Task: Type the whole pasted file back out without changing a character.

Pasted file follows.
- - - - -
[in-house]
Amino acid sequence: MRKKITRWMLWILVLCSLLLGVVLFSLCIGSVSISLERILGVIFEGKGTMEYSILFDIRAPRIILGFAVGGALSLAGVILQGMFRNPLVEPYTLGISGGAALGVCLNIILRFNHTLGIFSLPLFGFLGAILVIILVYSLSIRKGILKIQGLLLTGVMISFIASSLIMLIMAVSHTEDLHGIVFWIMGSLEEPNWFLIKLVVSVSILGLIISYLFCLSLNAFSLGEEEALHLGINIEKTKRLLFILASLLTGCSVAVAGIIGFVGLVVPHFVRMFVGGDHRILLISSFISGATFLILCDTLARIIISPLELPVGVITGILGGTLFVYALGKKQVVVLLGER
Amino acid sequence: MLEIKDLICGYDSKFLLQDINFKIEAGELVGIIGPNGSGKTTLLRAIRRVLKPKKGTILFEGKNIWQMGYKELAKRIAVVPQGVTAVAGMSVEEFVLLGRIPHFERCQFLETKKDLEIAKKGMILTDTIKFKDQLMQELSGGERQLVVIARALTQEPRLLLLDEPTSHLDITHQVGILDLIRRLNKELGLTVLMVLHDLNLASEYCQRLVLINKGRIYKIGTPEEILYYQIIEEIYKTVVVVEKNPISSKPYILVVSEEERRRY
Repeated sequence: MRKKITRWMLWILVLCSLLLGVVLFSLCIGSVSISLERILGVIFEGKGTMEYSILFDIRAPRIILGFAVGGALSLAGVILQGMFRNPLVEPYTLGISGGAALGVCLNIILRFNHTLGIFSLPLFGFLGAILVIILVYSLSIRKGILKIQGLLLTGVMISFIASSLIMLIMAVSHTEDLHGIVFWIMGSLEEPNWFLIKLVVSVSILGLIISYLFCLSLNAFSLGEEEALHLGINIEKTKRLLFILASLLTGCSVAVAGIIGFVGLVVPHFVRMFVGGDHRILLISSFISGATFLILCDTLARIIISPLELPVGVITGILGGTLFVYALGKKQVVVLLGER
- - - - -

[in-house]
Amino acid sequence: MRKKITRWMLWILVLCSLLLGVVLFSLCIGSVSISLERILGVIFEGKGTMEYSILFDIRAPRIILGFAVGGALSLAGVILQGMFRNPLVEPYTLGISGGAALGVCLNIILRFNHTLGIFSLPLFGFLGAILVIILVYSLSIRKGILKIQGLLLTGVMISFIASSLIMLIMAVSHTEDLHGIVFWIMGSLEEPNWFLIKLVVSVSILGLIISYLFCLSLNAFSLGEEEALHLGINIEKTKRLLFILASLLTGCSVAVAGIIGFVGLVVPHFVRMFVGGDHRILLISSFISGATFLILCDTLARIIISPLELPVGVITGILGGTLFVYALGKKQVVVLLGER
Amino acid sequence: MLEIKDLICGYDSKFLLQDINFKIEAGELVGIIGPNGSGKTTLLRAIRRVLKPKKGTILFEGKNIWQMGYKELAKRIAVVPQGVTAVAGMSVEEFVLLGRIPHFERCQFLETKKDLEIAKKGMILTDTIKFKDQLMQELSGGERQLVVIARALTQEPRLLLLDEPTSHLDITHQVGILDLIRRLNKELGLTVLMVLHDLNLASEYCQRLVLINKGRIYKIGTPEEILYYQIIEEIYKTVVVVEKNPISSKPYILVVSEEERRRY
Repeated sequence: MRKKITRWMLWILVLCSLLLGVVLFSLCIGSVSISLERILGVIFEGKGTMEYSILFDIRAPRIILGFAVGGALSLAGVILQGMFRNPLVEPYTLGISGGAALGVCLNIILRFNHTLGIFSLPLFGFLGAILVIILVYSLSIRKGILKIQGLLLTGVMISFIASSLIMLIMAVSHTEDLHGIVFWIMGSLEEPNWFLIKLVVSVSILGLIISYLFCLSLNAFSLGEEEALHLGINIEKTKRLLFILASLLTGCSVAVAGIIGFVGLVVPHFVRMFVGGDHRILLISSFISGATFLILCDTLARIIISPLELPVGVITGILGGTLFVYALGKKQVVVLLGER